Antioxidant rich olive oil from our landscaping shade trees! What started as a practical and drought tolerant choice for a landscaping project has turned into a great source of extra virgin olive oil for my family. Since initially writing this post in 2009, even more good news about olive oil comes from a study demonstrating that,
Little did I know when I planted these trees that the fruits of that labor would be part of my anti-aging skin care program!! As a dermatologist who produces olive oil, I love that eating olive oil reduces wrinkles. Could the serendipity be more wonderful!! Oh, and that's my wonderful husband in that olive tree back in 2009!! He looks much the same today - could it be the olive oil??
On the Saturday in December of 2009 we harvested 280 lbs. of olives from these lovely 10-year-old trees and took the olives to our local community olive press. Our olives are pressed with olives from other small growers in Sonoma County and we get delicious, antioxidant rich high-quality extra virgin olive oil in 2 weeks.
Dermatologist's Antioxidant-Rich Olive Oil Production
The climate here in Coastal Northern California is similar to Province in France and Tuscany in Italy. Olives do well here. I choose olive trees because they’re attractive, drought-tolerant and the right size and shape for shading the outdoor dining table in my herb garden. The added bonus is the olives. Our trees produce large meaty olives that make wonderful oil and cured olives.
To harvest olives for oil you have to wait until 80% have turned from green to black. This happens in our garden between Thanksgiving and mid-December. One year, we harvested the day after Thanksgiving with a house full of my daughter’s college friends who had joined us for Thanksgiving. It was a sight to see, all these lovely young adults brimming with youthful vitality up in the trees and on ladders picking olive.
In 2009 the harvest was up to my husband and I. You have to get the olives to the press within 24 hours of harvest so it's a lot of work to harvest everything in one day. That said, it’s a joy to rake the fruit off the branches, hearing it fall on the tarps like rain on a roof. The fruit is always absolutely beautiful; glossy plump olives ranging in color from olive green to black. I love to see bins full of our olives going up the conveyor belt to the press. In 2 weeks, we return to the press and pick up our oil. In 2009 we had over 8 gallons!For years we have taken our olives to a local olive press on a 'community press' day. It's fun! We then let our new oil mature for several months before we use it. This allows the flavors to mellow. ‘Green’ olive oil is really peppery so we let it age. When ready to use, the flavor of our oil is extraordinary!
The concept of ‘terroir’ applies to olive oil too.
Terroir is the idea that the flavors of a food (or wine) reflect the soil and growing conditions specific to where the food originated. Pairing foods grown in similar locations creates harmonious flavors. I think my olive oil pairs well with the produce form my vegetable garden and I love using them together.
We use almost no butter in my kitchen because of this bounty of olive oil.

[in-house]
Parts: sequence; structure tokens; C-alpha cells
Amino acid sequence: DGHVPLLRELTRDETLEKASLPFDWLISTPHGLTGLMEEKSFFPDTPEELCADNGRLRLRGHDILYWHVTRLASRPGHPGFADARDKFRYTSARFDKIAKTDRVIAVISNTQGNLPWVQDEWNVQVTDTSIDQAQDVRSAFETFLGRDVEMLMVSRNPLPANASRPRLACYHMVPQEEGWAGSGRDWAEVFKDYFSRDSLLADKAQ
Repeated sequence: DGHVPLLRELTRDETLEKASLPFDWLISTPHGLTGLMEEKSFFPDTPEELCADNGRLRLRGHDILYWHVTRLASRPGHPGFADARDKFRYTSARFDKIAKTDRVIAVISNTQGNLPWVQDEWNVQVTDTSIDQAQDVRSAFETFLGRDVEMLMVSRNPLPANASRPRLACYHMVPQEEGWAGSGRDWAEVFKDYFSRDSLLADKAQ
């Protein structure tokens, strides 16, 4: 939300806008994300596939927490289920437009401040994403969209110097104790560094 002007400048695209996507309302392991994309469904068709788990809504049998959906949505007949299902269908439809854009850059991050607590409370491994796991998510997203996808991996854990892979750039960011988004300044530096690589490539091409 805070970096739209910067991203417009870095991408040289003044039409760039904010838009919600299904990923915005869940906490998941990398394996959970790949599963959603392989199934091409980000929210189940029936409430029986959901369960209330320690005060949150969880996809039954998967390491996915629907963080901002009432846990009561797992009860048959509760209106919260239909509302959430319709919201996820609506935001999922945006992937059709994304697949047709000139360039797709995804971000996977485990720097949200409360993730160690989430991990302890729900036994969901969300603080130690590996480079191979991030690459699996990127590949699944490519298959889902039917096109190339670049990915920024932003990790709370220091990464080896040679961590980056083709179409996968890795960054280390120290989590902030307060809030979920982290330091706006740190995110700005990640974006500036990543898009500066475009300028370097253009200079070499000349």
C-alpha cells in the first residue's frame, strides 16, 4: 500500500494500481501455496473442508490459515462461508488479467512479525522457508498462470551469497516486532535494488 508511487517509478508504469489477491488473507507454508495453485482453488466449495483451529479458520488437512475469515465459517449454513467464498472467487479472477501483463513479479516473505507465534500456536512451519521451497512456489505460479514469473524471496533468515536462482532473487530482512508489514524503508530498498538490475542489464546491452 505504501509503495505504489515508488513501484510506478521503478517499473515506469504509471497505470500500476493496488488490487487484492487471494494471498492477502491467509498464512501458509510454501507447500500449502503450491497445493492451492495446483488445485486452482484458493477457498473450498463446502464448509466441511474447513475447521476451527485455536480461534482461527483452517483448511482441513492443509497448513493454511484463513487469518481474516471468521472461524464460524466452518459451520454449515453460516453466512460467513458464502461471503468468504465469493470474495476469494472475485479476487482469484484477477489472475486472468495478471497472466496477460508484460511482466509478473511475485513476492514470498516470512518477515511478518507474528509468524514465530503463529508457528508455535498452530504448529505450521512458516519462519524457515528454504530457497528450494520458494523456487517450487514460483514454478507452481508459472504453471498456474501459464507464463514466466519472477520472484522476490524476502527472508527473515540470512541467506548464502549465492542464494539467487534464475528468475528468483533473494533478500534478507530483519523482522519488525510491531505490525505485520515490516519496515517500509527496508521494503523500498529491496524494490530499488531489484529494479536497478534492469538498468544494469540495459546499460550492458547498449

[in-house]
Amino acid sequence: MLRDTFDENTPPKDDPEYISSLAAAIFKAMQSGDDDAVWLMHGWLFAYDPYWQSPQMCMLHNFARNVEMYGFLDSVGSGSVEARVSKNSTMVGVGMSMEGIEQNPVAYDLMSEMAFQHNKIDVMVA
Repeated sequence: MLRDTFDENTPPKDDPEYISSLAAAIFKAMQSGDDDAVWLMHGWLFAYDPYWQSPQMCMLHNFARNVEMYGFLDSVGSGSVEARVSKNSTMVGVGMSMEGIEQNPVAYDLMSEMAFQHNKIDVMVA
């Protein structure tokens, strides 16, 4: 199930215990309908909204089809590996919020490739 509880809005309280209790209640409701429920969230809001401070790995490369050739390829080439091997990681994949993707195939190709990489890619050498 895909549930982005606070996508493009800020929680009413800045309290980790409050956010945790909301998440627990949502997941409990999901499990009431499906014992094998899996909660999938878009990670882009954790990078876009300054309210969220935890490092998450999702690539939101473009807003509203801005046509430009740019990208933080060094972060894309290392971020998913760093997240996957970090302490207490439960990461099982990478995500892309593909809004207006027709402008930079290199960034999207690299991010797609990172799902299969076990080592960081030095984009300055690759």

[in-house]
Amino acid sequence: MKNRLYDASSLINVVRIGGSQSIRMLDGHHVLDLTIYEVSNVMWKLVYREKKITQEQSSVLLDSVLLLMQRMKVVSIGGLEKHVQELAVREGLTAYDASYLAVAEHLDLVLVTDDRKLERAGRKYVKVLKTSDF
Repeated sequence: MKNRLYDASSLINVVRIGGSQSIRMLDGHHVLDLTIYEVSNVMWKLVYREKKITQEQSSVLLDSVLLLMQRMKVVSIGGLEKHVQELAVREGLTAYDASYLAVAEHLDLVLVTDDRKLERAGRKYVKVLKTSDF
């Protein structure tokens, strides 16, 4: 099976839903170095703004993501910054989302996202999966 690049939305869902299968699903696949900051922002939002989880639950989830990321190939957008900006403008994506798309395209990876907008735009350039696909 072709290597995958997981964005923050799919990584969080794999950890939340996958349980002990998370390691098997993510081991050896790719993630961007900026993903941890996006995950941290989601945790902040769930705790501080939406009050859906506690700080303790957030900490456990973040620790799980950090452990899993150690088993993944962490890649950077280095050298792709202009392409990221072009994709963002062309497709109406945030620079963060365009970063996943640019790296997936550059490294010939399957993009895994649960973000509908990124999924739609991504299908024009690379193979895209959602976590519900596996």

I drizzle it on most salads, mix it with roasted bell peppers to top crostini, drizzle more on goat cheese as an appetizer, then drizzle more on soup to add an Italian flavor etc. etc…. As of the update of this post in 2020 I can say that we now use absolutely no butter in my kitchen. None! We use olive oil for almost everything.
That includes my popular 'rocket science' salad dressing made from olive oil, fresh squeezed Meyer lemon juice and salt. Every time I serve it to someone new, they love it and ask me how I made it, expecting some complicated recipe. Nope, it's ridiculously simple. I may add to the oil/lemon mixture minced onions and/or herbs, avocado or goat cheese to make it creamy but that's it. It's so simple and so wonderful that I call it 'rocket science'. Trust me, it's a hit!
Extra virgin olive oil is a rich source of polyphenol antioxidants.
The authors of the 2012 olive oil and wrinkle prevention study I mentioned above hypothesize that olive oil may be uniquely beneficial to skin because it is rich in polyphenol antioxidants and squalane. We in dermatology know that antioxidants and squalane are good for skin. My lovely garden with its dappled shade has turned out to be a natural dietary super-food source that's great for my skin too. And, it just keeps getting better. As of 2020 I can tell you that we harvest well over 600 lbs. of olives this season and produced over 10 gallons of oil. We have so many olives that we now get our own press and all of the oil comes exclusively from our olives. Yes, we give it as gifts!! Our oil is delicious, we use it liberally in our kitchen and we love the entire circle of garden to food to health.
If you liked this blog post, you may also want to read some of my other Diet and Natural Health Posts. I share recipes, research on diet and healthy skin and ideas for boosting vitality and skin health through our healthy lifestyle choices.
Latreille J, Kesse-Guyot E, Malvy D, Andreeva V, Galan P, et al. (2012) Dietary Monounsaturated Fatty Acids Intake and Risk of Skin Photoaging. PLoS ONE 7(9): e44490. doi:10.1371/journal.pone.0044490